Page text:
'Harry Potter' Actress Miraculously Awakes From A Coma After Baptism

A "Harry Potter" actress placed on life support after suffering a severe brain hemorrhage when she was 13 shocked doctors and her parents when she "miraculously" recovered upon being baptized by a Catholic priest.

Within 24 hours of her baptism, Lucy Hussey-Bergonzi was removed from life support and on her way to recovery, baffling doctors and nurses who had been certain the teen actress was going to die.

Doctors had told Lucy's parents that recovering from the type of brain hemorrhage affecting the "Harry Potter" actress was extremely rare and that they should prepare for the worse.

Concerned about her daughter's afterlife, Denise Hussey-Bergonzi contacted a priest to baptize her as she lay in a coma on her hospital bed as part of the girl's last rites.

Her family, praying and preparing to say their goodbyes, watched as the priest's holy water fell on Lucy's forehead. Her parents say they saw the teen's arm immediately shoot up in the air.

"At first I thought she might be having a fit but within 24 hours she was taken off all the life support machines and tubes," the girl's mother told the Daily Mail.

Hussey-Bergonzi added, "When I asked the doctors why she had come back to us they said they can't explain how it happened and to this day they don't know how or why she recovered."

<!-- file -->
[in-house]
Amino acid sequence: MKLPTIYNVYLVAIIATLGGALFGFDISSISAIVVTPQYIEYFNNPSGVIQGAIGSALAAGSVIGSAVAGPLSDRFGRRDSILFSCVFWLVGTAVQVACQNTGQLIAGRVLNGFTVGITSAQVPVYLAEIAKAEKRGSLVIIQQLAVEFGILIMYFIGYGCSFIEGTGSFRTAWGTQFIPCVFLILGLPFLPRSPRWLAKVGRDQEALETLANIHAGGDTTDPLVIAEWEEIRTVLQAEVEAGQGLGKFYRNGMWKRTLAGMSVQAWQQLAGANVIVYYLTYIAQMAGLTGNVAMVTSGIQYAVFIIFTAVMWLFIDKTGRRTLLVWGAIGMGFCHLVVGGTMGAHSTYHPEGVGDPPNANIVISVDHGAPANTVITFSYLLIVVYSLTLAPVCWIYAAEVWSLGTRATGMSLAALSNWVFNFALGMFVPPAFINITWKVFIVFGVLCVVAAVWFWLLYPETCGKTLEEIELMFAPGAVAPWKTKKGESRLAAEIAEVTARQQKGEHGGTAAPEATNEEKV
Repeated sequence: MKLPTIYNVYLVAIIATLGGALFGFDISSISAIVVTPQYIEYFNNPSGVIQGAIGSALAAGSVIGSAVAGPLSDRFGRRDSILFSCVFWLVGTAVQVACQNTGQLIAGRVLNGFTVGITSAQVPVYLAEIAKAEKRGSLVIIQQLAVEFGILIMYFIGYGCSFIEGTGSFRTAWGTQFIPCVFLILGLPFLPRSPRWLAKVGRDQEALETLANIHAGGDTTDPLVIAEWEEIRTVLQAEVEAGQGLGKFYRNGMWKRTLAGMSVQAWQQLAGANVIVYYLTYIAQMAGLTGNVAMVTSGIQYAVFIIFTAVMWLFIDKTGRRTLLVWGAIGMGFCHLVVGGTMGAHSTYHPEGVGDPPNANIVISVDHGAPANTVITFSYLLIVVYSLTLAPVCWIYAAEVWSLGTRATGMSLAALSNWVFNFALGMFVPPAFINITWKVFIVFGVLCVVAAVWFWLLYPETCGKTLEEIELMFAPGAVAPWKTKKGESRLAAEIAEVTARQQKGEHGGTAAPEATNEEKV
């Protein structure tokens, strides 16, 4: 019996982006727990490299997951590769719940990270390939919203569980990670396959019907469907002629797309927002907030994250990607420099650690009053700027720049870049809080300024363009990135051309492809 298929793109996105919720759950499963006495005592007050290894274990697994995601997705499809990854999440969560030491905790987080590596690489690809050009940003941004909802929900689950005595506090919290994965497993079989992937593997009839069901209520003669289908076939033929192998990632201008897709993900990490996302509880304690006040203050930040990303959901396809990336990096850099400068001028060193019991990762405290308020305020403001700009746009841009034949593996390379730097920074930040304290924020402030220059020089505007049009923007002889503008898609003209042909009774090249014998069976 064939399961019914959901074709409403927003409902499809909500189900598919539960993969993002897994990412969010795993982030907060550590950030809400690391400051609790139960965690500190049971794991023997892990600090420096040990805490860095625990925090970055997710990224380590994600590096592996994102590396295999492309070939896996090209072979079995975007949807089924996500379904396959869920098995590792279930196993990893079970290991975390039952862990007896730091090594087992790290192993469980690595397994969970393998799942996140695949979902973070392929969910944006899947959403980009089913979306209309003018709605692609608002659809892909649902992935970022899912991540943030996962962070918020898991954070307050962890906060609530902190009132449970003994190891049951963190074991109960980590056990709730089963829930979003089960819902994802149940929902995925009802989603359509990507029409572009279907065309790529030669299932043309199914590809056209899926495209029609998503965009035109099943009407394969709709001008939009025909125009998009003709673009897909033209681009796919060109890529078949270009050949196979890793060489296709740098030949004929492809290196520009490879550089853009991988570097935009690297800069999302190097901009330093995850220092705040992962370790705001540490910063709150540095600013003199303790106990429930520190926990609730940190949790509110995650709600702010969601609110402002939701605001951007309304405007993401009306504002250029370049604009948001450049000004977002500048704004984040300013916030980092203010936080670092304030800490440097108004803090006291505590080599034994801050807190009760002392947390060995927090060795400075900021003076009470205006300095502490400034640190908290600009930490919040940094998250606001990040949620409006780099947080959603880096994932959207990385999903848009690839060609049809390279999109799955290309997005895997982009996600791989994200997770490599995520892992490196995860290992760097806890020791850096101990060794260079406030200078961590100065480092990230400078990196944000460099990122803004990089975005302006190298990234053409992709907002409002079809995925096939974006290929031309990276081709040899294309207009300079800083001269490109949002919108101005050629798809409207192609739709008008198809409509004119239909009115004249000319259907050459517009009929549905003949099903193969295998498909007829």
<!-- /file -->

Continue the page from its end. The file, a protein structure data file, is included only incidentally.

That was three years ago, and today 16-year-old Lucy is enjoying life, despite suffering from the occasional headache and partial numbness.

"I do have headaches and there are side-effects to my medication which have made me lose a lot of weight but other than that I feel fine," she told the Daily Mail.

Lucy, whose family lives in east London, had recently filmed a scene for "Harry Potter and the Half-Blood Prince" when she collapsed and was rushed to Great Ormond Street Hospital.

Doctors found that Lucy had been suffering from Arteriovenous malformation (AVM), a rare condition usually present at birth.

AVM is when an unusual number of blood vessels form a cluster in the brain. It is not often detected until the vessels burst and cause hemorrhaging, as in Lucy's case.

Part of Lucy's rehabilitation involved having to re-learn how to walk and talk and eat and drink.

Of her recovery Lucy said, "I think it was a miracle, I can't think of any other explanation."

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